Syed Saddiq, president of MUDA criticised BN’s education promises, saying that it does not stimulate structural changes and only hopes pumping money into the system would solve the issue. “How will this manifesto solve the problem of employment?” He asks.


PH also has a similar approach to reduce education costs for B40 students, with PTPTN Loans Forgiveness initiative and introduction of more scholarships. They also have plans to provide fair allocation for different schools regardless if they are Sekolah Kebangsaan, Sekolah Jenis Kebangsaan Cina (SJKC), Sekolah Jenis Kebangsaan Tamil (SJKT), Sekolah Berasrama Penuh, Maktab Rendah Sains MARA, Sekolah Agama Bantuan Kerajaan, and many more, which could be seen as a move to reduce racial tensions.


Like BN, PN also promises better and affordable internet reach in schools. An interesting group they are focusing on in their manifesto are students with special needs, with RM50 million to be channelled for the development of infrastructure and syllabus for the students. PN also hopes to improve the quality of teaching for the said students and establish a better system that helps disabled students enter the job market better.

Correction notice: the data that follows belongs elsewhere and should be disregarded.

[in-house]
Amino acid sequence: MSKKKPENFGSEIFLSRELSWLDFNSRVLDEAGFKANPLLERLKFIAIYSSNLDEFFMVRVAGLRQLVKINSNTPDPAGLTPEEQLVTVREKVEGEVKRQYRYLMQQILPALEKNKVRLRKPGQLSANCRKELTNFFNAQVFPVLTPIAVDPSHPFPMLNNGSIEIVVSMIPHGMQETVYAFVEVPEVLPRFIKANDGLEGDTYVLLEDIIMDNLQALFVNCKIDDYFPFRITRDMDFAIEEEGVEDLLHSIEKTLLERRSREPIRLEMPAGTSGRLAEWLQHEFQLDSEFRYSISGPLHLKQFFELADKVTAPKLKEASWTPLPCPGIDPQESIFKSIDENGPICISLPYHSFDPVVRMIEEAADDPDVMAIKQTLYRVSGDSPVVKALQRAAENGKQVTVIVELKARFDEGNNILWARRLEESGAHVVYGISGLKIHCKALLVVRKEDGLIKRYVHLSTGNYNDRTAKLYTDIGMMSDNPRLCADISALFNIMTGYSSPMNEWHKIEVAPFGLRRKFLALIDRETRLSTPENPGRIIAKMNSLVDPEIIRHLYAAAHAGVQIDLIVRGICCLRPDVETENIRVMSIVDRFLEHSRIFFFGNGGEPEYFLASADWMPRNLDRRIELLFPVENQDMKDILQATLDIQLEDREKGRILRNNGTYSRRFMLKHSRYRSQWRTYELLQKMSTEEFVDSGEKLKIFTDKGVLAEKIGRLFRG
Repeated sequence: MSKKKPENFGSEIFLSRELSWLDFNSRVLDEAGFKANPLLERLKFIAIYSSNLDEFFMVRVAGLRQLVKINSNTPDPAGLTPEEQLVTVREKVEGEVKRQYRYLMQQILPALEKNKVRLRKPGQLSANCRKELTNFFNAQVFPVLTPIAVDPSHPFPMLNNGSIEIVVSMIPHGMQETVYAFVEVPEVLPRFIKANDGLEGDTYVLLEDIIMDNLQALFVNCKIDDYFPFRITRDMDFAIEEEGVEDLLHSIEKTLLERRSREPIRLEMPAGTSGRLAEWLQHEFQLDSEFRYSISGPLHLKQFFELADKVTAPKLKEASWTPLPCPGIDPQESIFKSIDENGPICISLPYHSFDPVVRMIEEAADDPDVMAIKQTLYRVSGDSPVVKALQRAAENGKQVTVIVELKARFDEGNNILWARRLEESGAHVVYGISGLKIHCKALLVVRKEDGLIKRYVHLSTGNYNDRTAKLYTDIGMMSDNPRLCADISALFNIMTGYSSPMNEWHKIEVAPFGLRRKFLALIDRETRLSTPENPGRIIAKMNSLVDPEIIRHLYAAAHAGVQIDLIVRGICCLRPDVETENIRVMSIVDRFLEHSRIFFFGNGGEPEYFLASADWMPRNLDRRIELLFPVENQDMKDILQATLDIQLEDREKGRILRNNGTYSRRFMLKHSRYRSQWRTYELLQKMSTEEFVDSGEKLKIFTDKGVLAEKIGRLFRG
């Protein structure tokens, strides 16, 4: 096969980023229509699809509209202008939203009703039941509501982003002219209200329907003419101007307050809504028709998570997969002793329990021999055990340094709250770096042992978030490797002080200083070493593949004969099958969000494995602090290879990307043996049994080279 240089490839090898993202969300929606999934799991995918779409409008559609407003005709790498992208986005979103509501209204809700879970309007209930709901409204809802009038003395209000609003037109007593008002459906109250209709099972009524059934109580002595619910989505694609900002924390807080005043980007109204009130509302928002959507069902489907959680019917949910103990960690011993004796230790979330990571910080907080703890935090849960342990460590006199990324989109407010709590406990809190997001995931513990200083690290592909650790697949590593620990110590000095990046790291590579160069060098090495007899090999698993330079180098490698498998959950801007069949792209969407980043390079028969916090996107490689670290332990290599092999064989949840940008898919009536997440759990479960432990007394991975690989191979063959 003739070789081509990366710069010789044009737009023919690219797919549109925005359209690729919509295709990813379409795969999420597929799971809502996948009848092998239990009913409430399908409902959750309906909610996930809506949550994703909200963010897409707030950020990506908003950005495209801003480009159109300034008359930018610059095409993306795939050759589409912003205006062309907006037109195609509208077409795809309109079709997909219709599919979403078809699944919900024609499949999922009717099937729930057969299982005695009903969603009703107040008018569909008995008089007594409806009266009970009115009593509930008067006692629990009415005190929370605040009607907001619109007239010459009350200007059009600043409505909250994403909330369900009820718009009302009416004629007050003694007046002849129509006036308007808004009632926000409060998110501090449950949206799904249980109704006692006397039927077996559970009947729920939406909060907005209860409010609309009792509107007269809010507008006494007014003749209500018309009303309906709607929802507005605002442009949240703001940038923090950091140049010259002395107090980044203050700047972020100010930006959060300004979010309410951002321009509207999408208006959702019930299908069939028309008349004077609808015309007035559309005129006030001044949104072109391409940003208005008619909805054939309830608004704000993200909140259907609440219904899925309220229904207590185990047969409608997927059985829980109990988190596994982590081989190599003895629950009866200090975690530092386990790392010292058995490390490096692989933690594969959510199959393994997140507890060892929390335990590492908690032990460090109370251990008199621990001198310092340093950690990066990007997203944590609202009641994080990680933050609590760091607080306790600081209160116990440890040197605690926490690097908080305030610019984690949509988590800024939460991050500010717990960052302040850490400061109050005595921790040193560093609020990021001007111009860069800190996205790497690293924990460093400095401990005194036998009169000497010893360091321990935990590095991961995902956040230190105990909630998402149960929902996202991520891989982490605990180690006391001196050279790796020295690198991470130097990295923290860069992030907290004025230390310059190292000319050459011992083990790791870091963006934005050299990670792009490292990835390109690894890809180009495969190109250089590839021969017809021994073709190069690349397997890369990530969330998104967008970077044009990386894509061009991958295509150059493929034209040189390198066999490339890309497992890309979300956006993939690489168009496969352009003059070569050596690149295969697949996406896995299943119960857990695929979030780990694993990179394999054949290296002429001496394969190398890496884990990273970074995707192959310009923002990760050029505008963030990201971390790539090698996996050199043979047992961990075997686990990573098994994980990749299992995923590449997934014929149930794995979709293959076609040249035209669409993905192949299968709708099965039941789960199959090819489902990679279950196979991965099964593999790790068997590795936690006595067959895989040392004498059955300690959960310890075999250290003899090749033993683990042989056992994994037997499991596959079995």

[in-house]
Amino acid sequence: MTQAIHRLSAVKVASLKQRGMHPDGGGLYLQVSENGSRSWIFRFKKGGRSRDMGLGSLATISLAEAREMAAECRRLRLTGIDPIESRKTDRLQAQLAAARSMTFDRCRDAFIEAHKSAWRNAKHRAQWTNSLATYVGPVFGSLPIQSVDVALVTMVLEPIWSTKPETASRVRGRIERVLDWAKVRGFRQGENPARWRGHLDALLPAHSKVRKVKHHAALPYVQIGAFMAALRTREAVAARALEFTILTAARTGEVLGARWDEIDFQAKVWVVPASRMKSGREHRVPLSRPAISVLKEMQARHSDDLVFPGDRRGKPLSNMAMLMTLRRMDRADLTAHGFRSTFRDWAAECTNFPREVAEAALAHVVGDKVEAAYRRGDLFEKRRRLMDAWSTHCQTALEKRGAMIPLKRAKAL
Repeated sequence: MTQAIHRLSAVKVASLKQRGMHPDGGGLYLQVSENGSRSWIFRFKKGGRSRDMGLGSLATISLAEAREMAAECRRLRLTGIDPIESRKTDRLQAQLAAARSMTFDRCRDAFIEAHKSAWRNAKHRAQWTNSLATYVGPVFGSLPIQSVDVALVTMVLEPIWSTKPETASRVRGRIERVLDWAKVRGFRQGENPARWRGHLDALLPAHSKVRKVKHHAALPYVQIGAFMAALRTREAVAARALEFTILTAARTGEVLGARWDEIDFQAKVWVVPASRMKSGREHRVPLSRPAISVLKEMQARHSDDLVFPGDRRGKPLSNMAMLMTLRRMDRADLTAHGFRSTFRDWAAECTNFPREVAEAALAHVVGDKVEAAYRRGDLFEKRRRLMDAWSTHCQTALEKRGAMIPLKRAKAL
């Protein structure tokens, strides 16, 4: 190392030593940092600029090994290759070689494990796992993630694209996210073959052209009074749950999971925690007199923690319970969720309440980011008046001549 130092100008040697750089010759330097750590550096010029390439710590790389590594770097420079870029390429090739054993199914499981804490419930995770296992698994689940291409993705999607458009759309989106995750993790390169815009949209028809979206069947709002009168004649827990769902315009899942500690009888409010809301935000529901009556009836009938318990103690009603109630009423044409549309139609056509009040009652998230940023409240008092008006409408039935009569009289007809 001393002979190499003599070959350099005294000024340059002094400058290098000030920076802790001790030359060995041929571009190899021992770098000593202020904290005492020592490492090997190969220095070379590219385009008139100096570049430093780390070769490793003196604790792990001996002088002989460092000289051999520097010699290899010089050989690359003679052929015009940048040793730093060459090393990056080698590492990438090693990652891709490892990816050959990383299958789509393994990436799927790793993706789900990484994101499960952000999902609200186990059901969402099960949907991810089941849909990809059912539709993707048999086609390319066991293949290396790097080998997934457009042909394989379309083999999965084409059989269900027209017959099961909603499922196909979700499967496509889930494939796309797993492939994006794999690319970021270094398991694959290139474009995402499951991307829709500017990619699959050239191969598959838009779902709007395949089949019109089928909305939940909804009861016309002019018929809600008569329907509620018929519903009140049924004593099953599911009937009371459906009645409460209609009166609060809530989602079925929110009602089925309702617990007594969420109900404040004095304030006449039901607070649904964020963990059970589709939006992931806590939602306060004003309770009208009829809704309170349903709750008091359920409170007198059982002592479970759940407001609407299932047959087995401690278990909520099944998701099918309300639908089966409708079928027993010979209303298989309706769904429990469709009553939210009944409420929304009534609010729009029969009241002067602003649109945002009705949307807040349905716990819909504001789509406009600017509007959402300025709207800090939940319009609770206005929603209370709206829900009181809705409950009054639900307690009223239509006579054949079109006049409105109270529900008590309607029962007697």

On healthcare


Boo Su-Lyn from CodeBlue (a think-tank organisation on healthcare policies) addressed some interesting key points from each alliance to address the unsustainable healthcare system.


Source: Election manifestos by PH, BN, and PN | Graphic by CodeBlue


To her, both BN and PH’s proposal to increase public health care expenditure to 5 percent of the GDP in five years is unrealistic, although PH’s use of the word “expenditure” — as opposed to “allocation” by BN and PN — leaves room for financing outside general taxation revenue. PN’s manifesto sounds slightly realistic as they would like to do it in stages.


BN’s promise to build more hospitals too were criticised considering lack of staffing is the biggest problem due to insufficient funding. Questions are also raised of passing responsibility of affordable aged care towards NGOs instead of the government having a stake in the affair.